Clinton-bashing is a tempting sport, as indicated by the phenomenal popularity of Rush Limbaugh. But like everything that is too easy, it has its pitfalls. It will be a fruitless enterprise if it merely succeeds in tearing down Clinton to make way for a lackluster Republican administration only marginally better on the critical issues.
Clinton's band of lowlifes does provide a good target—his awful wife, his zoo of appointees (Trachtenberg, Shalala, Elders, Bentsen, Christopher, ad infinitum). Yet these indicate not so much the evil of Clinton or of the Democratic Party as what American society and the American political system have become. The Republican Party, after all, gave us Justices Brennan, Blackmun, Thomas, and Souter; "Condom" Koop; Packwood; Frohnmeyer; proscription of serious Christians from policy-making; double prosecution of the L.A. cops; NAFTA; Somalia; and "no new taxes." The distinction is nothing to get excited about.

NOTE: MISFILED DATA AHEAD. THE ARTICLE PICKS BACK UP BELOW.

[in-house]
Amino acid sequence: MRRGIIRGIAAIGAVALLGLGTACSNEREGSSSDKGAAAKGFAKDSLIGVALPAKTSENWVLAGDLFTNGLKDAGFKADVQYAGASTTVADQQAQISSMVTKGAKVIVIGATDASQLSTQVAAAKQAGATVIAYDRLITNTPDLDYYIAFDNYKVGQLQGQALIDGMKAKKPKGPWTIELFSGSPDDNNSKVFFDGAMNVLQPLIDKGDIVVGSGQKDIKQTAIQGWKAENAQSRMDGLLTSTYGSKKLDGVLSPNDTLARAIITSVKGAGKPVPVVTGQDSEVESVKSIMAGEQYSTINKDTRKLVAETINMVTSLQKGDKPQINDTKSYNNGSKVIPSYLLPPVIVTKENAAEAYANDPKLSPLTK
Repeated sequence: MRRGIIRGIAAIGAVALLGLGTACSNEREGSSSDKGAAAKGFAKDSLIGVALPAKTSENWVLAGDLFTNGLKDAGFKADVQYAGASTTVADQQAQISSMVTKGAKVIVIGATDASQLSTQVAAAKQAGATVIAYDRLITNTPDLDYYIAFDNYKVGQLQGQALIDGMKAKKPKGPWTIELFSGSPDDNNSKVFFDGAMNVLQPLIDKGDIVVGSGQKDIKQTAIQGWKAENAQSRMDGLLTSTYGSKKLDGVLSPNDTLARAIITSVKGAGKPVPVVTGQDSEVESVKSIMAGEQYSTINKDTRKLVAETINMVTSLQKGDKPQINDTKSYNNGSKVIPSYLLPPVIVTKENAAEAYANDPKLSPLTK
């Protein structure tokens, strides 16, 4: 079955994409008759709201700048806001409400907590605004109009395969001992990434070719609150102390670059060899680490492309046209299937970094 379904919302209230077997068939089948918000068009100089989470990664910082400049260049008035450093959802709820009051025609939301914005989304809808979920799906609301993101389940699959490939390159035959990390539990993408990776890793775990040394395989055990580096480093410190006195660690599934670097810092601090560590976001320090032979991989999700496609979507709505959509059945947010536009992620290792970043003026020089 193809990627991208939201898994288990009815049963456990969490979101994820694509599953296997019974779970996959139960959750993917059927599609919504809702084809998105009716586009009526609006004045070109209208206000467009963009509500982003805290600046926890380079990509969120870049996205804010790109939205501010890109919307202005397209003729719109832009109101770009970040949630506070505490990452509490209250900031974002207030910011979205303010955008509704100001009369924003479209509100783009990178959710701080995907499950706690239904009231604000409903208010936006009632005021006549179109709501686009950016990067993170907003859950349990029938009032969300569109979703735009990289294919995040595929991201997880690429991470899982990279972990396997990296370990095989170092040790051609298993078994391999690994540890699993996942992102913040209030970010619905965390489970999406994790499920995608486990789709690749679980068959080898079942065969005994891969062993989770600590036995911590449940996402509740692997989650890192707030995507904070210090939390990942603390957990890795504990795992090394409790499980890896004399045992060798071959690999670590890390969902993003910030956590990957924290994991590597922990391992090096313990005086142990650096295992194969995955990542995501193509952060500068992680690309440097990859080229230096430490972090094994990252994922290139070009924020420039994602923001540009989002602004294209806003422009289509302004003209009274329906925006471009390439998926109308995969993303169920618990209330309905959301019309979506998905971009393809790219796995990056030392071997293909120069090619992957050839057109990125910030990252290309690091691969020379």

Despite his public and private shortcomings, it is not apparent to me that Clinton is of a quality significantly below the general level of American leadership. He is more intelligent than any Republican of recent history except Nixon. There is no reason to believe he is less sincere or competent or more prone to lust and greed than many other politicians.
My friend Murray Rothbard has complained that Clinton is "an Arkansas peckerwood in the...